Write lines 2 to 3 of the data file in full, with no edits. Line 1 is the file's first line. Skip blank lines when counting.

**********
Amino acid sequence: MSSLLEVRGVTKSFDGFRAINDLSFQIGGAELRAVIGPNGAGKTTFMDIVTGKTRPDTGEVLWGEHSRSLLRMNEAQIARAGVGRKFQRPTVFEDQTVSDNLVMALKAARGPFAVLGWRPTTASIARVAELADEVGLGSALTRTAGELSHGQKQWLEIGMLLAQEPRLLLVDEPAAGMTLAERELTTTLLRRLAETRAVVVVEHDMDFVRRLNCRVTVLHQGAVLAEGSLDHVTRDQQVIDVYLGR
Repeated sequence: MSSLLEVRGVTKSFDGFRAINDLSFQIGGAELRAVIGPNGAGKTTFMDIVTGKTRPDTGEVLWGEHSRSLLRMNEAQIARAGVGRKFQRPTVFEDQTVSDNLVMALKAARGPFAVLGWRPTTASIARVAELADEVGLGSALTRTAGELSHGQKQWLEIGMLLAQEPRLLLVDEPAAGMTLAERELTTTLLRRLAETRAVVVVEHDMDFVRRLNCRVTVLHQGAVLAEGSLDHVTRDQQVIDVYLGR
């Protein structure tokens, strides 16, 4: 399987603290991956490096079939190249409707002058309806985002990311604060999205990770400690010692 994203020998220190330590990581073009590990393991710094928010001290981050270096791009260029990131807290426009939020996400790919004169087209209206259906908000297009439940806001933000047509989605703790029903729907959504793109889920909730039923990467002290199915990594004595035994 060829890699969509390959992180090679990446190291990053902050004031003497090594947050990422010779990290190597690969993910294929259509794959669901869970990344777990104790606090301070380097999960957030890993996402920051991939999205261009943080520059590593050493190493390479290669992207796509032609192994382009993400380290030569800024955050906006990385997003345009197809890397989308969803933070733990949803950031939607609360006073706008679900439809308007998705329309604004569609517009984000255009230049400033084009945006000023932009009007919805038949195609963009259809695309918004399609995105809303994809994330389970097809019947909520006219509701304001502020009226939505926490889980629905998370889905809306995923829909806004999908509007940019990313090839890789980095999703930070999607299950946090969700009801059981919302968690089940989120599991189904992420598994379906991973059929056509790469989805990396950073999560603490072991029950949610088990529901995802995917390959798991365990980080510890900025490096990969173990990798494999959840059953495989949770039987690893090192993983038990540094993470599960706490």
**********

Repeated sequence: MSSLLEVRGVTKSFDGFRAINDLSFQIGGAELRAVIGPNGAGKTTFMDIVTGKTRPDTGEVLWGEHSRSLLRMNEAQIARAGVGRKFQRPTVFEDQTVSDNLVMALKAARGPFAVLGWRPTTASIARVAELADEVGLGSALTRTAGELSHGQKQWLEIGMLLAQEPRLLLVDEPAAGMTLAERELTTTLLRRLAETRAVVVVEHDMDFVRRLNCRVTVLHQGAVLAEGSLDHVTRDQQVIDVYLGR
């Protein structure tokens, strides 16, 4: 399987603290991956490096079939190249409707002058309806985002990311604060999205990770400690010692 994203020998220190330590990581073009590990393991710094928010001290981050270096791009260029990131807290426009939020996400790919004169087209209206259906908000297009439940806001933000047509989605703790029903729907959504793109889920909730039923990467002290199915990594004595035994 060829890699969509390959992180090679990446190291990053902050004031003497090594947050990422010779990290190597690969993910294929259509794959669901869970990344777990104790606090301070380097999960957030890993996402920051991939999205261009943080520059590593050493190493390479290669992207796509032609192994382009993400380290030569800024955050906006990385997003345009197809890397989308969803933070733990949803950031939607609360006073706008679900439809308007998705329309604004569609517009984000255009230049400033084009945006000023932009009007919805038949195609963009259809695309918004399609995105809303994809994330389970097809019947909520006219509701304001502020009226939505926490889980629905998370889905809306995923829909806004999908509007940019990313090839890789980095999703930070999607299950946090969700009801059981919302968690089940989120599991189904992420598994379906991973059929056509790469989805990396950073999560603490072991029950949610088990529901995802995917390959798991365990980080510890900025490096990969173990990798494999959840059953495989949770039987690893090192993983038990540094993470599960706490």